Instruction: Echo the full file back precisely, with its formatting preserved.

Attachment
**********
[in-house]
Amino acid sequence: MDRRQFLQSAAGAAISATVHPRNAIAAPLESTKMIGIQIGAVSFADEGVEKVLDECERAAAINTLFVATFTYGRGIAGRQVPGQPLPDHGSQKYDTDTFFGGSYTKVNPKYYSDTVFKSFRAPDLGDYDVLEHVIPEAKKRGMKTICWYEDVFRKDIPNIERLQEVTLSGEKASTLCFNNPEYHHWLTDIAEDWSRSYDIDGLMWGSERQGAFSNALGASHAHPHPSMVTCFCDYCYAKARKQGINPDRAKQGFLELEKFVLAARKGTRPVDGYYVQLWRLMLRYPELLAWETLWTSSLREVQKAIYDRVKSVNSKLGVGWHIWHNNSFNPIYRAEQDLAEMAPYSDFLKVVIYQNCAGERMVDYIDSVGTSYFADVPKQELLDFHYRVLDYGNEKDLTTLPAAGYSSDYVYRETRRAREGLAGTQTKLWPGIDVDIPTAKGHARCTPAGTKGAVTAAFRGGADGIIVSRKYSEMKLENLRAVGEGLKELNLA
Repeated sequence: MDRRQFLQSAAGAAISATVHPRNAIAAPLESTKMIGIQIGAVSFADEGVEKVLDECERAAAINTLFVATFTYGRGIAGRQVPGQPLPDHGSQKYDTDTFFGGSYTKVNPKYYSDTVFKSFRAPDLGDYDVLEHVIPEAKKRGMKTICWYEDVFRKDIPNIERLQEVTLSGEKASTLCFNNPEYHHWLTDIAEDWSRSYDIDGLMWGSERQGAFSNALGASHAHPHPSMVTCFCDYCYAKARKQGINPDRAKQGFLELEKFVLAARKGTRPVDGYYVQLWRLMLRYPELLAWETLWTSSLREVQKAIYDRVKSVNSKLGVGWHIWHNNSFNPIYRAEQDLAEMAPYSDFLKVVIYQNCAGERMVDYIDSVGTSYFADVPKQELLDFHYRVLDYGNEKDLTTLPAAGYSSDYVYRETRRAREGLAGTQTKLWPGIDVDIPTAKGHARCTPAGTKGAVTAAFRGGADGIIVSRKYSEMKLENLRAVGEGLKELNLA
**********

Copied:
[in-house]
Amino acid sequence: MDRRQFLQSAAGAAISATVHPRNAIAAPLESTKMIGIQIGAVSFADEGVEKVLDECERAAAINTLFVATFTYGRGIAGRQVPGQPLPDHGSQKYDTDTFFGGSYTKVNPKYYSDTVFKSFRAPDLGDYDVLEHVIPEAKKRGMKTICWYEDVFRKDIPNIERLQEVTLSGEKASTLCFNNPEYHHWLTDIAEDWSRSYDIDGLMWGSERQGAFSNALGASHAHPHPSMVTCFCDYCYAKARKQGINPDRAKQGFLELEKFVLAARKGTRPVDGYYVQLWRLMLRYPELLAWETLWTSSLREVQKAIYDRVKSVNSKLGVGWHIWHNNSFNPIYRAEQDLAEMAPYSDFLKVVIYQNCAGERMVDYIDSVGTSYFADVPKQELLDFHYRVLDYGNEKDLTTLPAAGYSSDYVYRETRRAREGLAGTQTKLWPGIDVDIPTAKGHARCTPAGTKGAVTAAFRGGADGIIVSRKYSEMKLENLRAVGEGLKELNLA
Repeated sequence: MDRRQFLQSAAGAAISATVHPRNAIAAPLESTKMIGIQIGAVSFADEGVEKVLDECERAAAINTLFVATFTYGRGIAGRQVPGQPLPDHGSQKYDTDTFFGGSYTKVNPKYYSDTVFKSFRAPDLGDYDVLEHVIPEAKKRGMKTICWYEDVFRKDIPNIERLQEVTLSGEKASTLCFNNPEYHHWLTDIAEDWSRSYDIDGLMWGSERQGAFSNALGASHAHPHPSMVTCFCDYCYAKARKQGINPDRAKQGFLELEKFVLAARKGTRPVDGYYVQLWRLMLRYPELLAWETLWTSSLREVQKAIYDRVKSVNSKLGVGWHIWHNNSFNPIYRAEQDLAEMAPYSDFLKVVIYQNCAGERMVDYIDSVGTSYFADVPKQELLDFHYRVLDYGNEKDLTTLPAAGYSSDYVYRETRRAREGLAGTQTKLWPGIDVDIPTAKGHARCTPAGTKGAVTAAFRGGADGIIVSRKYSEMKLENLRAVGEGLKELNLA